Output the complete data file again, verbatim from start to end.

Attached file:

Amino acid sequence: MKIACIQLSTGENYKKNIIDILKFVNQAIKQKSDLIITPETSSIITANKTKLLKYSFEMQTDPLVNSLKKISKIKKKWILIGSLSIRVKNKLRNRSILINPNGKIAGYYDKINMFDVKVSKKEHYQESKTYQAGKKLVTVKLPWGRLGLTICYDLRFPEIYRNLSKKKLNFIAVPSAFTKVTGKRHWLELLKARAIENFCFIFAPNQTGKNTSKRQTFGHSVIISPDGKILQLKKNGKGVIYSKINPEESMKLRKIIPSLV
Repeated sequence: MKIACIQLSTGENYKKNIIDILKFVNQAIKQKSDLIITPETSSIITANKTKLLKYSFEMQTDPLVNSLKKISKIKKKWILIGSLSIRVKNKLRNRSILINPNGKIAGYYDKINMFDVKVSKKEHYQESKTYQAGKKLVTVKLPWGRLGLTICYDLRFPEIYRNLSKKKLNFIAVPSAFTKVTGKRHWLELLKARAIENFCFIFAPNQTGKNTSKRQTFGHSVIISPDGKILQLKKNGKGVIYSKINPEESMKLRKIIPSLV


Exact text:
Amino acid sequence: MKIACIQLSTGENYKKNIIDILKFVNQAIKQKSDLIITPETSSIITANKTKLLKYSFEMQTDPLVNSLKKISKIKKKWILIGSLSIRVKNKLRNRSILINPNGKIAGYYDKINMFDVKVSKKEHYQESKTYQAGKKLVTVKLPWGRLGLTICYDLRFPEIYRNLSKKKLNFIAVPSAFTKVTGKRHWLELLKARAIENFCFIFAPNQTGKNTSKRQTFGHSVIISPDGKILQLKKNGKGVIYSKINPEESMKLRKIIPSLV
Repeated sequence: MKIACIQLSTGENYKKNIIDILKFVNQAIKQKSDLIITPETSSIITANKTKLLKYSFEMQTDPLVNSLKKISKIKKKWILIGSLSIRVKNKLRNRSILINPNGKIAGYYDKINMFDVKVSKKEHYQESKTYQAGKKLVTVKLPWGRLGLTICYDLRFPEIYRNLSKKKLNFIAVPSAFTKVTGKRHWLELLKARAIENFCFIFAPNQTGKNTSKRQTFGHSVIISPDGKILQLKKNGKGVIYSKINPEESMKLRKIIPSLV